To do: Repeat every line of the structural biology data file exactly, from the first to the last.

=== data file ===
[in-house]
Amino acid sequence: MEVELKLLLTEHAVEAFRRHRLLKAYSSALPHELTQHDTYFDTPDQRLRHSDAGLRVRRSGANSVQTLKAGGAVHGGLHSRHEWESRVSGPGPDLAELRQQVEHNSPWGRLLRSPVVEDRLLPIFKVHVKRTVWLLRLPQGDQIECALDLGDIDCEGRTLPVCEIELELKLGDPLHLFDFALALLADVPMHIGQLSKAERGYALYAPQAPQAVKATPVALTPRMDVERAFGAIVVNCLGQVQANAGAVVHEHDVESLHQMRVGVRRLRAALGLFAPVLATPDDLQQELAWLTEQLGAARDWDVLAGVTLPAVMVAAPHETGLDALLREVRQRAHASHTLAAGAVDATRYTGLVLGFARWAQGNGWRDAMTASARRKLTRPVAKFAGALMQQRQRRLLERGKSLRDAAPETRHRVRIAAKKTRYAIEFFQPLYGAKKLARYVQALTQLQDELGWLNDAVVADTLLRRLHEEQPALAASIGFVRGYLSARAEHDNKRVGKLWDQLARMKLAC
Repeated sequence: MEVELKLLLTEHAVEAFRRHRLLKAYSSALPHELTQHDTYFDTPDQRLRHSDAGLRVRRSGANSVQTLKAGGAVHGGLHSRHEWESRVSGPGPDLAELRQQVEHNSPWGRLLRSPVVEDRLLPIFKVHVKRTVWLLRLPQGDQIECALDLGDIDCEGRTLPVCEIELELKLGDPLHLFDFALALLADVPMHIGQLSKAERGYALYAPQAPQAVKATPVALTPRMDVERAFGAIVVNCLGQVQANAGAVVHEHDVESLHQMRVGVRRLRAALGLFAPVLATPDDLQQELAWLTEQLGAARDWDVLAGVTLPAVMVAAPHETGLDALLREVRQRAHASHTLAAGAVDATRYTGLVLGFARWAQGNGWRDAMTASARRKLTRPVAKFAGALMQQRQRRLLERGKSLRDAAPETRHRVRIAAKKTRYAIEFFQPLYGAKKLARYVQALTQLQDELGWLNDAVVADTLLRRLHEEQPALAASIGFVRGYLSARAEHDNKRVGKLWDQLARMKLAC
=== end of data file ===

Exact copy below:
[in-house]
Amino acid sequence: MEVELKLLLTEHAVEAFRRHRLLKAYSSALPHELTQHDTYFDTPDQRLRHSDAGLRVRRSGANSVQTLKAGGAVHGGLHSRHEWESRVSGPGPDLAELRQQVEHNSPWGRLLRSPVVEDRLLPIFKVHVKRTVWLLRLPQGDQIECALDLGDIDCEGRTLPVCEIELELKLGDPLHLFDFALALLADVPMHIGQLSKAERGYALYAPQAPQAVKATPVALTPRMDVERAFGAIVVNCLGQVQANAGAVVHEHDVESLHQMRVGVRRLRAALGLFAPVLATPDDLQQELAWLTEQLGAARDWDVLAGVTLPAVMVAAPHETGLDALLREVRQRAHASHTLAAGAVDATRYTGLVLGFARWAQGNGWRDAMTASARRKLTRPVAKFAGALMQQRQRRLLERGKSLRDAAPETRHRVRIAAKKTRYAIEFFQPLYGAKKLARYVQALTQLQDELGWLNDAVVADTLLRRLHEEQPALAASIGFVRGYLSARAEHDNKRVGKLWDQLARMKLAC
Repeated sequence: MEVELKLLLTEHAVEAFRRHRLLKAYSSALPHELTQHDTYFDTPDQRLRHSDAGLRVRRSGANSVQTLKAGGAVHGGLHSRHEWESRVSGPGPDLAELRQQVEHNSPWGRLLRSPVVEDRLLPIFKVHVKRTVWLLRLPQGDQIECALDLGDIDCEGRTLPVCEIELELKLGDPLHLFDFALALLADVPMHIGQLSKAERGYALYAPQAPQAVKATPVALTPRMDVERAFGAIVVNCLGQVQANAGAVVHEHDVESLHQMRVGVRRLRAALGLFAPVLATPDDLQQELAWLTEQLGAARDWDVLAGVTLPAVMVAAPHETGLDALLREVRQRAHASHTLAAGAVDATRYTGLVLGFARWAQGNGWRDAMTASARRKLTRPVAKFAGALMQQRQRRLLERGKSLRDAAPETRHRVRIAAKKTRYAIEFFQPLYGAKKLARYVQALTQLQDELGWLNDAVVADTLLRRLHEEQPALAASIGFVRGYLSARAEHDNKRVGKLWDQLARMKLAC